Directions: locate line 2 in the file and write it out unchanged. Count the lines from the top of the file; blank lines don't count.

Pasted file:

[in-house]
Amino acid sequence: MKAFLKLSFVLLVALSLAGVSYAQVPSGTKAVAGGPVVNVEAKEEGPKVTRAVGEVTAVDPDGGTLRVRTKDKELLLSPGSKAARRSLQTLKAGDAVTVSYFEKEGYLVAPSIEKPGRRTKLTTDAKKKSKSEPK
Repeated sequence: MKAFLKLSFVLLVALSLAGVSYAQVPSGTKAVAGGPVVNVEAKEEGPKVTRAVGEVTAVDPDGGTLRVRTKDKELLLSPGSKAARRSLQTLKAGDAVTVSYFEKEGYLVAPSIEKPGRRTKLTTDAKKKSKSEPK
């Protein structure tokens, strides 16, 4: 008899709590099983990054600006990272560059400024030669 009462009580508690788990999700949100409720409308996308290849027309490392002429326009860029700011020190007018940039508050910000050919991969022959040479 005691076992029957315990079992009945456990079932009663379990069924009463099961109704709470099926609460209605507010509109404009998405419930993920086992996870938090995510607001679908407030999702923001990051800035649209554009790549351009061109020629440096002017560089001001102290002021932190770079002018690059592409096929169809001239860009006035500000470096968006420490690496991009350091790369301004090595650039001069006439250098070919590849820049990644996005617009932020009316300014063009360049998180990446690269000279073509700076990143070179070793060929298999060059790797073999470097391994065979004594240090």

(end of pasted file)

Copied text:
Amino acid sequence: MKAFLKLSFVLLVALSLAGVSYAQVPSGTKAVAGGPVVNVEAKEEGPKVTRAVGEVTAVDPDGGTLRVRTKDKELLLSPGSKAARRSLQTLKAGDAVTVSYFEKEGYLVAPSIEKPGRRTKLTTDAKKKSKSEPK